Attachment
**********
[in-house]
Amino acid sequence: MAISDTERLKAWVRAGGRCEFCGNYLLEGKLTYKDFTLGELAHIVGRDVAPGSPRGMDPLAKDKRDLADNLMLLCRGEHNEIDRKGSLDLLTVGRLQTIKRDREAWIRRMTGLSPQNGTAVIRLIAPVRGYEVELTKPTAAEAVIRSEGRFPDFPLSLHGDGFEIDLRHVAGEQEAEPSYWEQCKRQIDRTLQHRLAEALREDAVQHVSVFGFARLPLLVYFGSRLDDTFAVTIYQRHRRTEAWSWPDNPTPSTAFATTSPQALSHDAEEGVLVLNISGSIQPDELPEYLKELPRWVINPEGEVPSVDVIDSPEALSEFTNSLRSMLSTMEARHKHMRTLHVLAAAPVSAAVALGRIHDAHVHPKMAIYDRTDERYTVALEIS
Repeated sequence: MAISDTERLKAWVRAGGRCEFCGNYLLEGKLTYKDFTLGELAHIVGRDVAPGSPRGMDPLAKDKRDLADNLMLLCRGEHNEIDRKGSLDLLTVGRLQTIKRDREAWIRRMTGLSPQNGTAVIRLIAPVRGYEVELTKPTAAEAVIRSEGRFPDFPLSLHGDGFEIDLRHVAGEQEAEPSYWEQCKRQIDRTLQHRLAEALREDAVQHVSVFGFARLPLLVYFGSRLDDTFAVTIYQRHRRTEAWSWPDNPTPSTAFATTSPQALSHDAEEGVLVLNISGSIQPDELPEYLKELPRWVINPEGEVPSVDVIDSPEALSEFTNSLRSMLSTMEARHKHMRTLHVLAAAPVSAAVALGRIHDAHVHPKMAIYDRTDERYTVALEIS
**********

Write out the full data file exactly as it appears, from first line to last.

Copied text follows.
[in-house]
Amino acid sequence: MAISDTERLKAWVRAGGRCEFCGNYLLEGKLTYKDFTLGELAHIVGRDVAPGSPRGMDPLAKDKRDLADNLMLLCRGEHNEIDRKGSLDLLTVGRLQTIKRDREAWIRRMTGLSPQNGTAVIRLIAPVRGYEVELTKPTAAEAVIRSEGRFPDFPLSLHGDGFEIDLRHVAGEQEAEPSYWEQCKRQIDRTLQHRLAEALREDAVQHVSVFGFARLPLLVYFGSRLDDTFAVTIYQRHRRTEAWSWPDNPTPSTAFATTSPQALSHDAEEGVLVLNISGSIQPDELPEYLKELPRWVINPEGEVPSVDVIDSPEALSEFTNSLRSMLSTMEARHKHMRTLHVLAAAPVSAAVALGRIHDAHVHPKMAIYDRTDERYTVALEIS
Repeated sequence: MAISDTERLKAWVRAGGRCEFCGNYLLEGKLTYKDFTLGELAHIVGRDVAPGSPRGMDPLAKDKRDLADNLMLLCRGEHNEIDRKGSLDLLTVGRLQTIKRDREAWIRRMTGLSPQNGTAVIRLIAPVRGYEVELTKPTAAEAVIRSEGRFPDFPLSLHGDGFEIDLRHVAGEQEAEPSYWEQCKRQIDRTLQHRLAEALREDAVQHVSVFGFARLPLLVYFGSRLDDTFAVTIYQRHRRTEAWSWPDNPTPSTAFATTSPQALSHDAEEGVLVLNISGSIQPDELPEYLKELPRWVINPEGEVPSVDVIDSPEALSEFTNSLRSMLSTMEARHKHMRTLHVLAAAPVSAAVALGRIHDAHVHPKMAIYDRTDERYTVALEIS